Great reveal starts BBC revolt at gender pay gap
BRITAIN: The BBC faces spending millions of pounds to boost female broadcasters’ salaries after stars threatened action over a gender pay divide.
Salaries of on-screen and on-air presenters earning £150,000 (NZ$266,000) or more were published yesterday, revealing the Radio 2 presenter Chris Evans, 51, as the BBC’s best-paid celebrity.
He received up to £2.25 million in the last financial year. Gary Lineker, 56, the Match of the Day host, was paid up to £1.8m. Claudia Winkleman, 45, who presents Strictly Come Dancing, was the topearning woman, on up to £500,000.
Two-thirds of the corporation’s 96 highest earners are men and the top five collectively made three times the salaries of the five bestpaid women.
A race divide was also criticised after it emerged that Evans received roughly the same as all black and minority ethnic highearners put together. The 10 BME broadcasters on the list collectively earned up to £2.24m.
Female broadcasters whose salaries fell below the £150,000 threshold included Jane Garvey and Jenni Murray who present Women’s Hour on BBC Radio 4, Lyse Doucet, the BBC’s chief international correspondent, and Emily Maitlis, a presenter on Newsnight on BBC Two.
Culture Secretary Karen Bradley said the list should have a deflationary effect on top wages amid reports the government would push the BBC to cut rather than raise pay to tackle the divide.
Alex Armitage, chief executive of Noel Gay, the talent agency that represents Maitlis, 46, said her absence was ‘‘beyond madness’’. He suggested she had an immediate chance of a pay rise.
‘‘Emily has been out of contract for a while and contract negotiations have been going on for months,’’ he said.
Garvey, 53, was ‘‘incandescent with rage’’ at the gender disparity. She said she was in touch with five other female radio presenters and warned: ‘‘If the BBC thinks we’re not talking to each other, we are ... Women have learnt a few things and I would argue it’s a good time to start acting on what they’ve learnt.’’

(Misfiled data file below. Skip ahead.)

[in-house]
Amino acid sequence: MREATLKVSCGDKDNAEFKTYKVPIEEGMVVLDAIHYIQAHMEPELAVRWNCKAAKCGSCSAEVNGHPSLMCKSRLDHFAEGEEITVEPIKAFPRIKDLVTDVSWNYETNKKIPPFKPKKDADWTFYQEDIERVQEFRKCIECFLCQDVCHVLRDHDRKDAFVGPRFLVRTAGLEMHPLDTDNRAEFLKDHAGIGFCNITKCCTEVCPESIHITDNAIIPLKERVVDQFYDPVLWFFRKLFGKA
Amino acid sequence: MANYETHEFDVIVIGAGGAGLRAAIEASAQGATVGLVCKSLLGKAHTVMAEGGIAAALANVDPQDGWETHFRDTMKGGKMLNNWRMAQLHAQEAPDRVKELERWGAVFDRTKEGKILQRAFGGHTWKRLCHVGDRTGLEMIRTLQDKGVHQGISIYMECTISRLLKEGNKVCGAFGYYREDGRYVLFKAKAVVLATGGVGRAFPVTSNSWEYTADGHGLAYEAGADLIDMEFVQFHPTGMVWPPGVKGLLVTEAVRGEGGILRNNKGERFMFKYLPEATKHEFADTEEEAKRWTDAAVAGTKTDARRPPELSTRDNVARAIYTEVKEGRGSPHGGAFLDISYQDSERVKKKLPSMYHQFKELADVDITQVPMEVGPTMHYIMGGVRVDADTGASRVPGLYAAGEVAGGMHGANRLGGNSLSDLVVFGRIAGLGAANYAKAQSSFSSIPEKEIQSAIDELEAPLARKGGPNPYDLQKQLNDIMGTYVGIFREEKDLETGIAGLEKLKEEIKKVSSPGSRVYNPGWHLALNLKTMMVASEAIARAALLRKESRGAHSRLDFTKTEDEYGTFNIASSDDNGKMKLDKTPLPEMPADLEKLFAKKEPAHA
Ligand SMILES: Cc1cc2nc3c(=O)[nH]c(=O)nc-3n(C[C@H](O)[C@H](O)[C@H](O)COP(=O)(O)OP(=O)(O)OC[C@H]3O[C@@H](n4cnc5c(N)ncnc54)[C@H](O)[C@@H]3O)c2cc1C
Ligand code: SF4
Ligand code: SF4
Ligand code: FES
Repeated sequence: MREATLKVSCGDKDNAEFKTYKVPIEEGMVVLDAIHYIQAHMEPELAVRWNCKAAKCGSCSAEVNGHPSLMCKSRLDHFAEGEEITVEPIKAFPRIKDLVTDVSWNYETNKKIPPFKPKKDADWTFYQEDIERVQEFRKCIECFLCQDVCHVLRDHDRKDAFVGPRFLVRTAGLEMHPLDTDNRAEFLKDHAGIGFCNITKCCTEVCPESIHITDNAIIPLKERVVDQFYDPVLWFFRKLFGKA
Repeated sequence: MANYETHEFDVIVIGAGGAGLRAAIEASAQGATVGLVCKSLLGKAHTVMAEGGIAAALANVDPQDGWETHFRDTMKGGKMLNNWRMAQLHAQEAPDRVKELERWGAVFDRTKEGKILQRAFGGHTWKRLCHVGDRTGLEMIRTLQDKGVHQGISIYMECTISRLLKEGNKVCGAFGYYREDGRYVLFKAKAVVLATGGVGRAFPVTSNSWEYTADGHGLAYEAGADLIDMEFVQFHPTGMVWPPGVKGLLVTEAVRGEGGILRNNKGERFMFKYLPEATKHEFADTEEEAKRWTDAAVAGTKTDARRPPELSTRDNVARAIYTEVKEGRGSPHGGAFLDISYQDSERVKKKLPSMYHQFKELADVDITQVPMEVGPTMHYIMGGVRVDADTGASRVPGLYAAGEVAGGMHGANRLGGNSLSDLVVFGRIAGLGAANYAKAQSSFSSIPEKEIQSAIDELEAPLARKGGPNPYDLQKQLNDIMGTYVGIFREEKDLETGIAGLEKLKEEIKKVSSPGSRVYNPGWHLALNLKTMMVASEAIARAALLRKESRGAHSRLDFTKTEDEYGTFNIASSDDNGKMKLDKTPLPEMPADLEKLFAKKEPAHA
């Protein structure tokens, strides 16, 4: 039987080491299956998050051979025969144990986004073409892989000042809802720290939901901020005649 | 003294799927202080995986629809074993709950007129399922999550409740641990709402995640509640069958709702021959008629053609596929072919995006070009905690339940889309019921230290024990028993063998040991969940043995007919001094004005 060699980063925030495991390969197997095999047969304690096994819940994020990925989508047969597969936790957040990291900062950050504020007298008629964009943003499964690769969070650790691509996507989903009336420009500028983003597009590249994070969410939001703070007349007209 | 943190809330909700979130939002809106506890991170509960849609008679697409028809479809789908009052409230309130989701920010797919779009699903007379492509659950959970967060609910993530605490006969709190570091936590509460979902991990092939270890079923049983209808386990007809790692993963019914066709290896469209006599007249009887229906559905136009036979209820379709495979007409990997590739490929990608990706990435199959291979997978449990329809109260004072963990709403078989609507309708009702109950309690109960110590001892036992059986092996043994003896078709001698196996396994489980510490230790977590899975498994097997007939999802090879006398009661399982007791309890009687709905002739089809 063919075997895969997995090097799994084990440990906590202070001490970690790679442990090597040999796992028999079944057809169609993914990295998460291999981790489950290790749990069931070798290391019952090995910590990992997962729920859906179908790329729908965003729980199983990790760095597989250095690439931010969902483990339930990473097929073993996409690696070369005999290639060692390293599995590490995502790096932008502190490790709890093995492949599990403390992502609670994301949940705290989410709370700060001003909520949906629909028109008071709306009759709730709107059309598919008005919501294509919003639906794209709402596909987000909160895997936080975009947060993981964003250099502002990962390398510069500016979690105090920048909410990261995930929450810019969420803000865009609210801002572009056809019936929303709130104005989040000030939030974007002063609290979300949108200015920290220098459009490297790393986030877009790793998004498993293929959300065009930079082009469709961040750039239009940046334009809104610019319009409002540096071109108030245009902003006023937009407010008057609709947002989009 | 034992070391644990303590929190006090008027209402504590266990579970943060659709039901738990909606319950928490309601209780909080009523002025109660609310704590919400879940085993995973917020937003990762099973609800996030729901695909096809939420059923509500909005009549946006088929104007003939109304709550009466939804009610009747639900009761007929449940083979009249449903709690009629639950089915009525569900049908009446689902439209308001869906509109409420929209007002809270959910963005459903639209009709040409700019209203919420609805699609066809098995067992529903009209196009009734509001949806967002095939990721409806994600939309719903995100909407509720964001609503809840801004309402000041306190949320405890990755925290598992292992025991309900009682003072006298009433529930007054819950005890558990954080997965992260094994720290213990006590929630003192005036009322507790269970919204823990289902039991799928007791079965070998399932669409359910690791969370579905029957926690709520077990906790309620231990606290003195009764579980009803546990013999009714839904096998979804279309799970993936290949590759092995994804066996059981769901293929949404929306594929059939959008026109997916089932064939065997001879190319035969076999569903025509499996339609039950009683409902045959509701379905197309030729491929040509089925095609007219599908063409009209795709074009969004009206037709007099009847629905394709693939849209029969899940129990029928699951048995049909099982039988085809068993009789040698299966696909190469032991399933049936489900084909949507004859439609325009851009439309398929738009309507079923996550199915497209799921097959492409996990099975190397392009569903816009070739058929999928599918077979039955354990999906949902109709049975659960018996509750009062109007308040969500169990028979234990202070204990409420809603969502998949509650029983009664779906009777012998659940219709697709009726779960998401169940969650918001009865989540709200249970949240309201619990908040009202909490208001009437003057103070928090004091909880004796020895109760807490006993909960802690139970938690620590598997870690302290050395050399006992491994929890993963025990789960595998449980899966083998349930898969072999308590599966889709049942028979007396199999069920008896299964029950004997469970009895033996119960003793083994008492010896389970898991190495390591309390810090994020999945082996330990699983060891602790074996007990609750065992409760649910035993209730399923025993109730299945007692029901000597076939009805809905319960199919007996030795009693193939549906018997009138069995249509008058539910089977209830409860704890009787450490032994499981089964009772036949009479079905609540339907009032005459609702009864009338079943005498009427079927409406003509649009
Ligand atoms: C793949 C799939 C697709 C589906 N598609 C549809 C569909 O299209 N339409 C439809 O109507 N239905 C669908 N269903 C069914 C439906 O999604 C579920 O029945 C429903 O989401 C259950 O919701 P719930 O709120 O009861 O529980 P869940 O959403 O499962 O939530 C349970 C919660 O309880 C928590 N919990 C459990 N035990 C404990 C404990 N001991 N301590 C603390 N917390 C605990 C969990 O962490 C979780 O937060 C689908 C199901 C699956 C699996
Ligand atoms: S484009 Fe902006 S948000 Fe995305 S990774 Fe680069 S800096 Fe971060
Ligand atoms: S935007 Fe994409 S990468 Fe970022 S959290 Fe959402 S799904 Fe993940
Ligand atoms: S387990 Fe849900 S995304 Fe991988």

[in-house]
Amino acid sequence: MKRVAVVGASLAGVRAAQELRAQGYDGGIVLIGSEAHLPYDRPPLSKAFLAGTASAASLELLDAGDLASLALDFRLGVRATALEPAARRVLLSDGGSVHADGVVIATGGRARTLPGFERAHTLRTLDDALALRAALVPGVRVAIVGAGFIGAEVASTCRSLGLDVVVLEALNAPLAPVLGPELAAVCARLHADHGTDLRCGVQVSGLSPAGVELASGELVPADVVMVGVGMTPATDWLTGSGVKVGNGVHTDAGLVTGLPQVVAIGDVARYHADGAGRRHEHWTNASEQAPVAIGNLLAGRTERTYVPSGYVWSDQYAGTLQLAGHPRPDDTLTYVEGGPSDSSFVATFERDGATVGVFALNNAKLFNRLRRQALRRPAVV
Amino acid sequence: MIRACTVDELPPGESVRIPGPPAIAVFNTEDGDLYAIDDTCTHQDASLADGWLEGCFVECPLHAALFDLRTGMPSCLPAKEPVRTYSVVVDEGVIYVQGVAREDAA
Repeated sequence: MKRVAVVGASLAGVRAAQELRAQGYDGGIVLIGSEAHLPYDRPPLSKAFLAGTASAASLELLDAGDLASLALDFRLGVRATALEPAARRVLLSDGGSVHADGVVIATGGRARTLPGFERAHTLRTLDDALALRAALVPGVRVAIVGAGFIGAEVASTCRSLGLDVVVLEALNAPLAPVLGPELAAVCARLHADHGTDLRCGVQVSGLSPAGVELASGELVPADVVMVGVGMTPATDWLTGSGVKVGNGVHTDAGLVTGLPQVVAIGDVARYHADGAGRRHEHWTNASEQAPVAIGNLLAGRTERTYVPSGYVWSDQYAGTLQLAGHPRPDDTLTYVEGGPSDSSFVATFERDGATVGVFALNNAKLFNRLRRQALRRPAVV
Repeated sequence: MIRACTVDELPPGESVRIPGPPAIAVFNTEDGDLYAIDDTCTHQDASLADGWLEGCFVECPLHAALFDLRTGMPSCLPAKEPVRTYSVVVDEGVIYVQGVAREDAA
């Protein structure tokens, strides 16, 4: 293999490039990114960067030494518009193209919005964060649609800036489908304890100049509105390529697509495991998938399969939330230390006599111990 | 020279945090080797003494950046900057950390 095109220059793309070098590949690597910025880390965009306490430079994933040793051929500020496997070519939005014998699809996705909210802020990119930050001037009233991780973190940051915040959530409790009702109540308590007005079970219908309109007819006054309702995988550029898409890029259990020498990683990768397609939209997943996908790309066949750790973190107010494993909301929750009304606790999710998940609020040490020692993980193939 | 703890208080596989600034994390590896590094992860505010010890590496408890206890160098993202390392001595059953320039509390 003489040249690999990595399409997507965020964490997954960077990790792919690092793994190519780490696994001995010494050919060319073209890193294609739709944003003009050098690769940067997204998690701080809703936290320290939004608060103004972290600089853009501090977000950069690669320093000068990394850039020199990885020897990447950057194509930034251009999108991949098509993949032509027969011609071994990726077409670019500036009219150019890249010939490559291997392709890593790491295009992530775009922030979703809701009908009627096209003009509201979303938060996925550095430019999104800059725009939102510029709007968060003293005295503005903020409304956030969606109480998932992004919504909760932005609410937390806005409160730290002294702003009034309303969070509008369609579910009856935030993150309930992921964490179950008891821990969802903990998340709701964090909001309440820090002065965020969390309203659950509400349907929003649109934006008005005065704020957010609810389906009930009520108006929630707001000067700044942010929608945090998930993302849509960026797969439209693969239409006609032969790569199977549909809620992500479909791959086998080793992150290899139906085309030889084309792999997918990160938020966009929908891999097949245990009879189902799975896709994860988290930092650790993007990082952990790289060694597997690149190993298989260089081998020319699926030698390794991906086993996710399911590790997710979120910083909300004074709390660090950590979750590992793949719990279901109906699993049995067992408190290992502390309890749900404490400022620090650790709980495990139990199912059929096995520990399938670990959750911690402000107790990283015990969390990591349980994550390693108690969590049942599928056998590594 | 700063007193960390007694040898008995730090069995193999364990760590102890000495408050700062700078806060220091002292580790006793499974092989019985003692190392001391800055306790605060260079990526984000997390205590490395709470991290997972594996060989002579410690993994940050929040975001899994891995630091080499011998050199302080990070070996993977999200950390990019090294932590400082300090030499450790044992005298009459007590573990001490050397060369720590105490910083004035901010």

She said of Eddie Mair, 51, who presents PM on Radio 4 and receives up to £350,000: ‘‘Eddie is really good at what he does. But whether he is twice as good ... as Jenni Murray and I are, or more than twice, I don’t know, because he earns more than twice as much as we do. Of course he is on five days a week, which I’m not.’’
Prime Minister Theresa May said: ‘‘We have seen the way the BBC is paying women less for doing the same job as the men ... I want to see women paid equally.’’
Tony Axon, a media analyst, told Stephen Nolan, a BBC Radio 5 Live host who was revealed to be earning up to £450,000, that the disclosure would lead to the corporation’s salary bill rising.
‘‘This will be inflationary, publishing this information,’’ he said. ‘‘People down the list will start interpreting ... the £150,000 will become a target, almost a minimum target. And other people up near the top of the scale, their agents will be acting to make sure they stay there and move forward. So it will be inflationary, but it’s right that we should know.’’
The government required the BBC to publish stars’ salaries under the terms of its new royal charter but some Tory politicians criticised the policy. The former minister Anna Soubry said: ‘‘I take objection on behalf of these people who have had their names and their salaries exposed in this completely undignified way.’’
Lord Hall of Birkenhead, the BBC director-general, said that there was ‘‘more to do’’ on tackling the gender pay gap, which he has pledged to close by 2020. Asked whether the salary budget would have to rise, he said: ‘‘The settlement we have got with the government means that we have flat funding for the next five years.’’
Labour indicated it would slash the income of top-earning BBC stars if it became the government. – The Times